Citizenship Is The Law That Anybody Born On American Soil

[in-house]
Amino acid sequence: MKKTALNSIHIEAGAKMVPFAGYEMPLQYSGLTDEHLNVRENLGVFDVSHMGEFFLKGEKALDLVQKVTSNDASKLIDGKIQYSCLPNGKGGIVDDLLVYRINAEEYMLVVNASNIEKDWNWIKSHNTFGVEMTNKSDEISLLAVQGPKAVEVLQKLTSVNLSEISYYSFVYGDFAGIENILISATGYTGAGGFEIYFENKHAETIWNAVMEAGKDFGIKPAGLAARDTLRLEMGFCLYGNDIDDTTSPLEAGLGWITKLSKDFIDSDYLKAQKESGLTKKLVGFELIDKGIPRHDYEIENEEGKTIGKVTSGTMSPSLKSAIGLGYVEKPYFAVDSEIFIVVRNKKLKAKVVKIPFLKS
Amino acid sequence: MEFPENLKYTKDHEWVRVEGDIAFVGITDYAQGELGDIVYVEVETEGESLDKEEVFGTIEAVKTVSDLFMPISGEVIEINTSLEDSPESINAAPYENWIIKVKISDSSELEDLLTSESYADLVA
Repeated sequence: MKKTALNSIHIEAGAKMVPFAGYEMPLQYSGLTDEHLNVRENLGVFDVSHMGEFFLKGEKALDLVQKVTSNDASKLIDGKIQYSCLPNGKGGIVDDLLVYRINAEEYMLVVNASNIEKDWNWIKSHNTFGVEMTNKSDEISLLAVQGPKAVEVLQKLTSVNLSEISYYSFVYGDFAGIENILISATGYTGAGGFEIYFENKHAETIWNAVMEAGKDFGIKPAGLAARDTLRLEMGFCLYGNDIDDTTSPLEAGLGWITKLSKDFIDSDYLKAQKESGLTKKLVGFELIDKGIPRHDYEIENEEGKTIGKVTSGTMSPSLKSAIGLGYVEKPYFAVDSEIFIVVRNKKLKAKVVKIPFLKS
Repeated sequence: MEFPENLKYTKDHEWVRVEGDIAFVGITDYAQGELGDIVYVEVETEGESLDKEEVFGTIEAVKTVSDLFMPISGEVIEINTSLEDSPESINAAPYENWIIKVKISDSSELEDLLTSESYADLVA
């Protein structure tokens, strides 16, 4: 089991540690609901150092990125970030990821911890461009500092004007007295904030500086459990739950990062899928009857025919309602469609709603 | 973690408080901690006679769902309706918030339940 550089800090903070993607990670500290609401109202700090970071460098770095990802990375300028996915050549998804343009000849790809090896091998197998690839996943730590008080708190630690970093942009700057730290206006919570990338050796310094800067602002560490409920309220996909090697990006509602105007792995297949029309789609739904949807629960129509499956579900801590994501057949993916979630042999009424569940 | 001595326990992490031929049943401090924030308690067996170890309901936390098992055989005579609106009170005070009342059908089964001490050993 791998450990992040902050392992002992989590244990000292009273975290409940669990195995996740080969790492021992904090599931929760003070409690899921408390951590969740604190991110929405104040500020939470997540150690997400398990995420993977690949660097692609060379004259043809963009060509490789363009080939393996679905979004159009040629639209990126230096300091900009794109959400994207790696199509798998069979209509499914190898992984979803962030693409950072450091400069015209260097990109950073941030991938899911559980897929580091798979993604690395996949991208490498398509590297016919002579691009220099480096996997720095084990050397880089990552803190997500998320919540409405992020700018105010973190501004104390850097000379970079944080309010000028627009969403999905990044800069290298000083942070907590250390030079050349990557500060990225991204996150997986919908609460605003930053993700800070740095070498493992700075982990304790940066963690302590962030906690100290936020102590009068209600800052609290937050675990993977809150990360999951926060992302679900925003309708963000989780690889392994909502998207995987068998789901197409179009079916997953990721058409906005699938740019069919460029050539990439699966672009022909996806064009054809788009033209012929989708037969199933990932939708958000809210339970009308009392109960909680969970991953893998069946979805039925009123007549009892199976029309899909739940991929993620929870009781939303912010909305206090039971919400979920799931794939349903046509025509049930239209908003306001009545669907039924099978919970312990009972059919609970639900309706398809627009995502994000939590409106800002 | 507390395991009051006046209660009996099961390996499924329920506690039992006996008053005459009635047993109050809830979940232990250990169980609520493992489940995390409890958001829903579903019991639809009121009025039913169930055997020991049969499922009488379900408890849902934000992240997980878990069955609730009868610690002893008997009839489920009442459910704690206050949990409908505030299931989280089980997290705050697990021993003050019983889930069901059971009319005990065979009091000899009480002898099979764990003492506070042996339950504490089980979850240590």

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Birthright citizenship is the law that anybody born on American soil is automatically a natural-born citizen with rights and privileges regardless of the citizenship status of the parents. To some this is an issue known as immigrants making “anchor babies.” An anchor baby is an offspring of an illegal immigrant, who under legal interpretation becomes a United States citizen. Some republican politicians aim to change the 14th Amendment that grants citizenship to “all persons born or naturalized in the United States, and subject to the jurisdiction thereof, are citizens of the United States and of the state wherein they reside.” The interpretation of this amendment has caused many controversies but overall, birthright citizenship should remain unchanged because if altered, it would change what it means to be an American and would directly go against what the United States was founded on. It would also impact Hispanic-American citizens, which is the largest minority group in the U.S population, and the economy. On July 28, 1868, the 14th Amendment was ratified. The amendment was passed after the Civil War which guaranteed citizenship to freed slaves. The opposing perspective may claim that birthright citizenship was only intended to grant rights to the slaves, and never intended to grant rights to the offspring of illegal aliens. This argument is invalid because at the time when it was ratified there was no “illegal aliens” because immigration was unrestricted. Meaning, walking across the border of Mexico to the United States made somebody a resident alien automatically, and if a subject happen to give birth while being a resident alien, their child was automatically a citizen as well. The Civil Rights Act of 1866 was the first ... ... middle of paper ... ... The controversial debate should result into nothing being altered because American in general would change drastically. Birthright citizenship was given fairly to the children of undocumented immigrants by the 14th Amendment and the Civil Rights Act of 1866. The largest minority groups in the United States contribute to the economy. A study by the Federal Reserve Bank of Atlanta, found that documented workers earned 0.15 percent, or about $56 per year, less at firms that hired undocumented workers than they would at firms that hire only documented ones (Planas). Every immigrant that comes to this country, legal or illegal, face difficult challenges. They leave behind their homeland and risk it all when they try to establish life on new land. Immigrants are risk takers and they made us who we are today, and that’s why birthright citizenship should not be questioned.

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